Acute Lymphocytic Leukemia Symptoms and Treatment

Young boy with cancer
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Acute lymphocytic leukemia, or ALL, is a blood cancer that affects “lymphoblasts,” the cells in the bone marrow that would normally go on to produce specialized white blood cells called B lymphocytes, T lymphocytes, and Natural Killer (NK) cells. It is called “acute” because it is rapidly progressive. ALL may also be called acute lymphoblastic leukemia or acute lymphoid leukemia.

According to The American Cancer Society, there were an estimated 5,330 new cases of ALL diagnosed in the US in 2010.

Unlike other types of leukemia, ALL is most common in children under the age of 10  but is also found in adults.

Five year survival rates for ALL are 65.2% overall and greater than 90% in children.

What Causes ALL?

As with many other types of cancer, the exact cause of ALL is not known. Researchers have noted an increased risk of developing ALL following exposure to high doses of radiation, as well as benzene, a chemical found in products such as pesticides, gasoline, and cigarette smoke.

Signs and Symptoms of ALL

Most of the signs and symptoms of ALL are related to the burden that the production of leukemia cells places on the marrow. The cancer cells take over the marrow and interfere with the production of healthy red blood cells, white blood cells, and platelets.

Anemia (low red blood cells), thrombocytopenia (low platelets), and neutropenia (low white blood cells) occur, and may result in the following signs and symptoms:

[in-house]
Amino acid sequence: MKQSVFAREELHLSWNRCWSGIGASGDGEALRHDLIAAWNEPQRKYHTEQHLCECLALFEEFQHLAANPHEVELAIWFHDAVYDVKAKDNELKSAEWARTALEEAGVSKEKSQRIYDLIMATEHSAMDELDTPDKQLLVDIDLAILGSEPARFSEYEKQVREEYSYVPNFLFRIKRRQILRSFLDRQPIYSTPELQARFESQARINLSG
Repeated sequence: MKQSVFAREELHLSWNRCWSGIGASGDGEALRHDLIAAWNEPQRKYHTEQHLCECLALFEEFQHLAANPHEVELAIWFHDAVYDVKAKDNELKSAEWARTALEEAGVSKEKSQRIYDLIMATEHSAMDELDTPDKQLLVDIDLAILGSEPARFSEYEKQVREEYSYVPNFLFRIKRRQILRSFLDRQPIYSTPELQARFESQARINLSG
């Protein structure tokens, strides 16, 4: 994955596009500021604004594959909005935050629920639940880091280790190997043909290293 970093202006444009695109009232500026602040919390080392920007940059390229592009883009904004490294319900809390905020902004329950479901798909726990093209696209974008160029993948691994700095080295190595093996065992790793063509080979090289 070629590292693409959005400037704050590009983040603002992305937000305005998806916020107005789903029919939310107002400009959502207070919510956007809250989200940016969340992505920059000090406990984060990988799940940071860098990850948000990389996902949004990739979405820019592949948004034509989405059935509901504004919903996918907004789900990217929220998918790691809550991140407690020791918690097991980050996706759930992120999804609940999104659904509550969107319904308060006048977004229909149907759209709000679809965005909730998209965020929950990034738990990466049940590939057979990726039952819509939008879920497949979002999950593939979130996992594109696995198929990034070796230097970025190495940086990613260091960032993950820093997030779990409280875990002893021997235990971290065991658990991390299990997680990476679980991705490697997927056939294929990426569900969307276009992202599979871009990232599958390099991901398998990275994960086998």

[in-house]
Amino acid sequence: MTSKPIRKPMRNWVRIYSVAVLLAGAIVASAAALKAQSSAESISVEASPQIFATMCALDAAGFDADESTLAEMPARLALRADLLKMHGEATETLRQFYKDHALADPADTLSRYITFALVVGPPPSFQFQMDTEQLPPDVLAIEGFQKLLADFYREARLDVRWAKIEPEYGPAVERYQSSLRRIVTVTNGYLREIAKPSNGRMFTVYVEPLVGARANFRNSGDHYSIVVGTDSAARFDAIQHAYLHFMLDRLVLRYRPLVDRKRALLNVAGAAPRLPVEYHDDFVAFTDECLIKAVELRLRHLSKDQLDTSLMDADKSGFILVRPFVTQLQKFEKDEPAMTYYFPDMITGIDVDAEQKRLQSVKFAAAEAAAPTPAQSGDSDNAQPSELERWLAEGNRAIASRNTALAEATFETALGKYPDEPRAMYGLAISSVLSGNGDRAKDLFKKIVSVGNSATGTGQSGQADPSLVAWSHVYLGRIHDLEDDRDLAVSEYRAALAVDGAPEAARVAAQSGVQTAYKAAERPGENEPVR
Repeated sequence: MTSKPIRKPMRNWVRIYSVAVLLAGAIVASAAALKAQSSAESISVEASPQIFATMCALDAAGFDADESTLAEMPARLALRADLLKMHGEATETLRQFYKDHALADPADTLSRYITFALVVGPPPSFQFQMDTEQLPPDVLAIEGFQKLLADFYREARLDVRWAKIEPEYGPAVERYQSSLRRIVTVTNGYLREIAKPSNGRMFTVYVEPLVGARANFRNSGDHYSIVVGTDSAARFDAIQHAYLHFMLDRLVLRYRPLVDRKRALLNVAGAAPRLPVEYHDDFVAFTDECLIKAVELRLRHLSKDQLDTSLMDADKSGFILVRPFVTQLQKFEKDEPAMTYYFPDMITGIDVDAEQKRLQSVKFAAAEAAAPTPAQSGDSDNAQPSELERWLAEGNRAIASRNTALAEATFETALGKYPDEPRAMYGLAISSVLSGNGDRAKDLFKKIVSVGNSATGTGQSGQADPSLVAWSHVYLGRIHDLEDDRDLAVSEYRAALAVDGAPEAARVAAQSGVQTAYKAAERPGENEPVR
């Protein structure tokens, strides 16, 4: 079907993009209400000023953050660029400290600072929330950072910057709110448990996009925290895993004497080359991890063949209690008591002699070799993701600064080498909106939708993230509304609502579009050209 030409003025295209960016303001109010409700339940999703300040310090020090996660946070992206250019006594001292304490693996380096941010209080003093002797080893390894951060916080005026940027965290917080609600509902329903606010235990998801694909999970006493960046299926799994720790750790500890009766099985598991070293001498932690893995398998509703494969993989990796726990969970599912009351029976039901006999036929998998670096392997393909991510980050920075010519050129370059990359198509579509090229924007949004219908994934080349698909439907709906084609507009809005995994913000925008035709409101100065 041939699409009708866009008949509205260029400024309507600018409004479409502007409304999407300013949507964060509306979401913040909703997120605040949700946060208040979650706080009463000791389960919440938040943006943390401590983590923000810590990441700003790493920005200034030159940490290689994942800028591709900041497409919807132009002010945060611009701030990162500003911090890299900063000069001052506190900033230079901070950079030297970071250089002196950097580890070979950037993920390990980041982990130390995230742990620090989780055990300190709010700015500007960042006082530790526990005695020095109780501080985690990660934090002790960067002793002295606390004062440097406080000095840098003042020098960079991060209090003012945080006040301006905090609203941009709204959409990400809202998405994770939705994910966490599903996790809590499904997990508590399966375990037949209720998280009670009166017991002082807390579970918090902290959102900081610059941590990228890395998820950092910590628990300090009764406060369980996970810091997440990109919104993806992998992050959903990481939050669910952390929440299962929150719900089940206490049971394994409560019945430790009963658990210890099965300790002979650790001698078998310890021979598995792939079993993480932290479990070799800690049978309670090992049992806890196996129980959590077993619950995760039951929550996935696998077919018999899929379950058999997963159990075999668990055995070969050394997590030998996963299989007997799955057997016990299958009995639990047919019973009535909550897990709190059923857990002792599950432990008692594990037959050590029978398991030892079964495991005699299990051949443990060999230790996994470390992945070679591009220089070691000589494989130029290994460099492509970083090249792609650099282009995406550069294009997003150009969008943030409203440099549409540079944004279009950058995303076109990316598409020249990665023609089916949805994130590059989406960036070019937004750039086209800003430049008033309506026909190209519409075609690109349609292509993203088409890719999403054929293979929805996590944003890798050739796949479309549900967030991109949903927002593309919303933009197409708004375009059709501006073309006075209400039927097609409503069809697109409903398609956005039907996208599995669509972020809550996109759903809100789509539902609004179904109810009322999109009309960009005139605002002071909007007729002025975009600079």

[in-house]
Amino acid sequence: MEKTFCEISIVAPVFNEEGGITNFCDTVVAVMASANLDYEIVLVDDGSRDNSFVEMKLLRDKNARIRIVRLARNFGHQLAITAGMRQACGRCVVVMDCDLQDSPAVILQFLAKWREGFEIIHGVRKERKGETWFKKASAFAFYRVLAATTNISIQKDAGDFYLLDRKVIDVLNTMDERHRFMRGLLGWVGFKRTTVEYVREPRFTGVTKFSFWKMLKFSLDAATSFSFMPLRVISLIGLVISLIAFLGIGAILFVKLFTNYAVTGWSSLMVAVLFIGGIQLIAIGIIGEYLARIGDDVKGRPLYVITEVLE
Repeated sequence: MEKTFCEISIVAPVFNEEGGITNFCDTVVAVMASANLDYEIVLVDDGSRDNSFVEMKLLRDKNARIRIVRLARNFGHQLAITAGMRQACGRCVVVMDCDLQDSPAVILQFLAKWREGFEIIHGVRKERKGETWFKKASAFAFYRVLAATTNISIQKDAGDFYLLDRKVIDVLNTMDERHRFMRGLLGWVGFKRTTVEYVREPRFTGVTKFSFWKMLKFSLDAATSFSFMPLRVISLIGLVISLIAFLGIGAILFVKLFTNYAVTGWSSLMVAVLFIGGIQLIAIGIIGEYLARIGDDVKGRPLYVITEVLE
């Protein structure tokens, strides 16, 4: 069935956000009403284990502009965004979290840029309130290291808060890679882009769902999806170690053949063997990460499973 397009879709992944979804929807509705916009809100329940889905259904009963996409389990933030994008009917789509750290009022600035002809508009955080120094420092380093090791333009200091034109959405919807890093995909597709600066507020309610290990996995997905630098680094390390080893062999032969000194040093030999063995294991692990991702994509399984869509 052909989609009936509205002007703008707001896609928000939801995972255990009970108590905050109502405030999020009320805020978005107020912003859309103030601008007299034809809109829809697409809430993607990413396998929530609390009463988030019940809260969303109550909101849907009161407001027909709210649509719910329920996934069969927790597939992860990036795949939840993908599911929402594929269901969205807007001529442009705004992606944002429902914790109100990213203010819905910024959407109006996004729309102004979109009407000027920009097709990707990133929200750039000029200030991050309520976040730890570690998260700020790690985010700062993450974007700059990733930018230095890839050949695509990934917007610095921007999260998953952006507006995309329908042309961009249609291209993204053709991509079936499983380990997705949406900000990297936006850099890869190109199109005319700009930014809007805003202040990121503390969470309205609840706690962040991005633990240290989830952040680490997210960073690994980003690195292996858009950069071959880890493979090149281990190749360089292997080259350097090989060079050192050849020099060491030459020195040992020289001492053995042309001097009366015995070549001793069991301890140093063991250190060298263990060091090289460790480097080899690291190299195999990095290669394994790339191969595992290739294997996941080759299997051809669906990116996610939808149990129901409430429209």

• Discomfort in the bones or joints, especially in the legs
  • Feeling tired or generally unwell
  • Pale skin
  • Bruising easily
  • Feeling short of breath
  • Tiny red spots under the skin (called petechiae- “pa-teek-ee-eye”)
  • Unexplained fevers
  • Excessive bleeding from minor wounds

If ALL penetrates into the fluid that surrounds the spinal cord and brain (cerebrospinal fluid or CSF), additional signs and symptoms may include:

  • Headaches
  • Blurred vision
  • Nausea and vomiting
  • Seizures

Treatment of ALL

In most patients, intense chemotherapy is needed to achieve a remission in ALL. Unlike treatment for other types of acute leukemia, the regimens used to treat ALL are specifically toxic to lymphoblasts, while being relatively sparing of other types of blood-producing stem cells.

As a result, ALL patients experience a greater cancer cell kill with a less severe drop in cell counts over a shorter duration of time. This means that the marrow can recover more quickly, and complications of low blood counts are less likely. Initial treatment of ALL is usually provided on a hospital inpatient basis, but once a remission is achieved, the remaining therapy is often given on an outpatient basis.

Also unlike other forms of leukemia, it is common for ALL cells to infiltrate other organs and remain hidden there, even after remission is achieved. Early in the disease process, ALL cells can travel to the CSF and central nervous system (CNS).

Because chemotherapy drugs are usually not capable of passing from the bloodstream into the CSF, the cancer cells are sheltered there and will eventually multiply and lead to relapse unless treated properly.